Not sales-wise it hasn't. If the rest of the Ultimate line hasn't worked, it should be no surprise Ultimate Spidey didn't either. Now, onto the part about movies:
We’d like to talk about the transmedia aspect of Marvel’s business. There’s a perception that Marvel is changing its print continuity to align with the Marvel Cinematic Universe continuity. Does that happen?

I think people like to jump to conclusions. I’m going to be very clear. Let’s go back to 12 years ago. We all remember picking up our X-Men books in the 70s, 80s, and 90s. The Professor would go in to put Cerebro on and he’d wear a helmet in a room, and whatever room that was and whatever it looked like was up to the artist du jour. But that room now, after the X-Men movie when he rolled into that big open area with the metallic globe that he is sitting inside of with the ramp, and then he puts the helmet on, you go into a Marvel comic now and that’s what that room looks like. The movie defined the mass market perception of what Cerebro looks like. The comics guys are looking at it and thinking, "That’s pretty cool, I think I’ll do that!" So, to say that one medium does not influence the other a great deal would be lying.
Nobody is jumping to conclusions, and it's not as though they "like" to, unless we're talking about the obsessives who vehemently refuse to stop buying when quality plummets. For a couple years now, they've been increasingly writing stories with elements meant to evoke the movies, as if that alone will guarantee moviegoers are interested. But these are superficial changes only (like Hawkeye not wearing a mask), and do not equal characterization. The writers are also insulting the intellect of moviegoers by acting as though none of them can guess liberties are taken with comics as they are with some novel adaptations.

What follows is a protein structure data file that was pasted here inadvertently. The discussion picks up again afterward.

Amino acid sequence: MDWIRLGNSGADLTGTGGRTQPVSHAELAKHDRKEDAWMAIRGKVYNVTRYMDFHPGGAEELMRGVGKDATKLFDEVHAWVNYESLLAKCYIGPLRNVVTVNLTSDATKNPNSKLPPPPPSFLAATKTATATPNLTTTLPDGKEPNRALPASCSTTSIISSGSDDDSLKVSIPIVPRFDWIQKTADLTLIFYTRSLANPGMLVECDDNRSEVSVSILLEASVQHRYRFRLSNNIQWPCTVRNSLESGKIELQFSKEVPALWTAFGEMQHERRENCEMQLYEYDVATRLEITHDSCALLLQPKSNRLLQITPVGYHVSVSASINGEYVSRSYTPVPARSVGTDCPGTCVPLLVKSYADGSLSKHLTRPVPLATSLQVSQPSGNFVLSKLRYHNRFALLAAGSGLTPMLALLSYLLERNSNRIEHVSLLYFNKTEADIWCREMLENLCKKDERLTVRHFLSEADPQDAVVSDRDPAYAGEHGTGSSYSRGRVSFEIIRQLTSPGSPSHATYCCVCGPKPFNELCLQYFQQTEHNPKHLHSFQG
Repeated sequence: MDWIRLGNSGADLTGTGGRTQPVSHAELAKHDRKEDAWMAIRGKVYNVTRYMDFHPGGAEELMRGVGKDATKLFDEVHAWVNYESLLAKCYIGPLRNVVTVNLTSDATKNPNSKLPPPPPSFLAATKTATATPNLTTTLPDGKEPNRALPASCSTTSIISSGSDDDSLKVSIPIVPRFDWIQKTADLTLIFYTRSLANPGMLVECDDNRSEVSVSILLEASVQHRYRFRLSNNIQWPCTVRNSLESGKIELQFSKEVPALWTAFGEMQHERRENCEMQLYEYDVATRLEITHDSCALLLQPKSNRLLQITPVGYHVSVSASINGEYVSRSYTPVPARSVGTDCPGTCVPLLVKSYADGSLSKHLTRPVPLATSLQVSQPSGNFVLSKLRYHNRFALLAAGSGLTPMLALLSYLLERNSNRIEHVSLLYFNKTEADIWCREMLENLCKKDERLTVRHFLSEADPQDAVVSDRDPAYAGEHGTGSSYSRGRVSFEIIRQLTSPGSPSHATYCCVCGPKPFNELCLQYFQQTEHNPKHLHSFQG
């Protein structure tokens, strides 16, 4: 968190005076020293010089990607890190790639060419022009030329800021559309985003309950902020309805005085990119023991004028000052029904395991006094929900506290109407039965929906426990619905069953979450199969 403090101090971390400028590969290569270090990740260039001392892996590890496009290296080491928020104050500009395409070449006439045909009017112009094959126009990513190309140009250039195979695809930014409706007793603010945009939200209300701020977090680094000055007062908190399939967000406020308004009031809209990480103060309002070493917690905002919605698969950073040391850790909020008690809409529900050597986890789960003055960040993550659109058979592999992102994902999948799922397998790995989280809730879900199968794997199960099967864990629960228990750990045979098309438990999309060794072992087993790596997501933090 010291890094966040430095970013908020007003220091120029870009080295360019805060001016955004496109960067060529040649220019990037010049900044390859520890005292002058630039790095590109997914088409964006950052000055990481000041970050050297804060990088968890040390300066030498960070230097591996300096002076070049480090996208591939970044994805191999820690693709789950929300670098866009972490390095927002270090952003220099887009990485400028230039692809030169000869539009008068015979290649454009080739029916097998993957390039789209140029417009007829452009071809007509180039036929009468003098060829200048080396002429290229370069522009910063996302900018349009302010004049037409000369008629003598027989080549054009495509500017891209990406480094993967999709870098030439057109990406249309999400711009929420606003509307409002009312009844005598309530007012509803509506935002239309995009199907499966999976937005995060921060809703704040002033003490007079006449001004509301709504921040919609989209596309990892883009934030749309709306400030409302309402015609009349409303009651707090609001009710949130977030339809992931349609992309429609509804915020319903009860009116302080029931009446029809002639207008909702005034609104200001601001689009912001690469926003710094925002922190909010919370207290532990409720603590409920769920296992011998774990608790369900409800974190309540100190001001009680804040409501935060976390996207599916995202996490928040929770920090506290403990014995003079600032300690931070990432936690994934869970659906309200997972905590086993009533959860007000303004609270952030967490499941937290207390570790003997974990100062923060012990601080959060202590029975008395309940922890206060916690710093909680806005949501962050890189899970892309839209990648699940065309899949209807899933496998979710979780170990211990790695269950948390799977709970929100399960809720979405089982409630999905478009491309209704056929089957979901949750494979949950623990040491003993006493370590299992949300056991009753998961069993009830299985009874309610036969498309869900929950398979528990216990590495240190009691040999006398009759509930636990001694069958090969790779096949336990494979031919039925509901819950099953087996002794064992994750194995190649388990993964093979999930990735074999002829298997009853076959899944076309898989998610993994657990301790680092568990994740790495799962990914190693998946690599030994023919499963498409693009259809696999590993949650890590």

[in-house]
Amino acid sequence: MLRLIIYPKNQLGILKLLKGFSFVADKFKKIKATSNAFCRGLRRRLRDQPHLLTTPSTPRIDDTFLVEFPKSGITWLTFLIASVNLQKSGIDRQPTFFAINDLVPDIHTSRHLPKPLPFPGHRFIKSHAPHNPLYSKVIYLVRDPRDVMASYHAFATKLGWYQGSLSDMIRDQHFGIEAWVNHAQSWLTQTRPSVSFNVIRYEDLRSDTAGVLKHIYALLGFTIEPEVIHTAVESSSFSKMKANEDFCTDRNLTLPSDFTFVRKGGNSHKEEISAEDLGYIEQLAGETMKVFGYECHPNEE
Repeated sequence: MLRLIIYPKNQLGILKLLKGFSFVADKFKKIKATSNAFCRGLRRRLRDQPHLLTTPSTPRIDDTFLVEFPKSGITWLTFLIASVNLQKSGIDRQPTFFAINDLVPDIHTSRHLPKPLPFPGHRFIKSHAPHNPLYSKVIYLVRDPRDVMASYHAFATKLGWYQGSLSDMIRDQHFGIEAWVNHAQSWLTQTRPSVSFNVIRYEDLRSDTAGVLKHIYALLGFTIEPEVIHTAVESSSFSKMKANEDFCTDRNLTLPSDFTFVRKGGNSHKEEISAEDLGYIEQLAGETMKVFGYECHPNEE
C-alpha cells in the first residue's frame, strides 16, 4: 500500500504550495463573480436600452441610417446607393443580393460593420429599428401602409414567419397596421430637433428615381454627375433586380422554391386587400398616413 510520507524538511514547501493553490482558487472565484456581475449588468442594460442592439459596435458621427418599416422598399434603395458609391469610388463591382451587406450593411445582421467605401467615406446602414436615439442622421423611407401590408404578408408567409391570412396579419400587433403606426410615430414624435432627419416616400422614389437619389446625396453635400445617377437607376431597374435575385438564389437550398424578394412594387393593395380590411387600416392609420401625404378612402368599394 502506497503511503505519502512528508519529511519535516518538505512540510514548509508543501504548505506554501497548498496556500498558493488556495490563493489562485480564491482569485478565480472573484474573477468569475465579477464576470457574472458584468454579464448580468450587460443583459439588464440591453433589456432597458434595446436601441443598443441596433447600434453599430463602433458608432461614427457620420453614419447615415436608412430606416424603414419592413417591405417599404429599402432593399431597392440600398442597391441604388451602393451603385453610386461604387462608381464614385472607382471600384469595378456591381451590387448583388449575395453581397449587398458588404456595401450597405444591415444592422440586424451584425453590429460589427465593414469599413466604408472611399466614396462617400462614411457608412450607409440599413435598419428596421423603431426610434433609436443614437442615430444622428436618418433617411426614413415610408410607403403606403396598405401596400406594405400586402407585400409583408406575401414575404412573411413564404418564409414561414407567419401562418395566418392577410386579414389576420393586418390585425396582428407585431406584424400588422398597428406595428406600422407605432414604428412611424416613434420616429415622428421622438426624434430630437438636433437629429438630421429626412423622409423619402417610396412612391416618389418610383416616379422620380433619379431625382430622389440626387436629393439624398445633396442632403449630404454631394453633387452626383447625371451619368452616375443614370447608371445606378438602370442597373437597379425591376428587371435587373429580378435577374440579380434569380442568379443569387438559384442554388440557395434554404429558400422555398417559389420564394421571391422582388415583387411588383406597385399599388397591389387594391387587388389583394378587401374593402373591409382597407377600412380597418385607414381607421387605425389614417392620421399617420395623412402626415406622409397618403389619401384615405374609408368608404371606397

The fact is the comics universe continuity is driven by editorial and the creative people within that area: the writers and artists involved with the editorial staff, and business management people in the publishing group. All of those people are well aware of what we’re looking to do with our television shows, movies and animation, me being one of those people. We allow the publishing people to tell the stories that they’re telling, but when a movie comes out and does something with a character that we find to be cool and also is very defining of the character, that will probably start influencing what the comic continuity will start looking like because the creators we have writing those products are influenced by that movie.
Whatever they've done to mimic the movies hasn't been cool. This brings to mind Sean Howe's point that when you publish a comic book meant to resemble a movie cooler than the finished comic product turns out to be, you're only losing.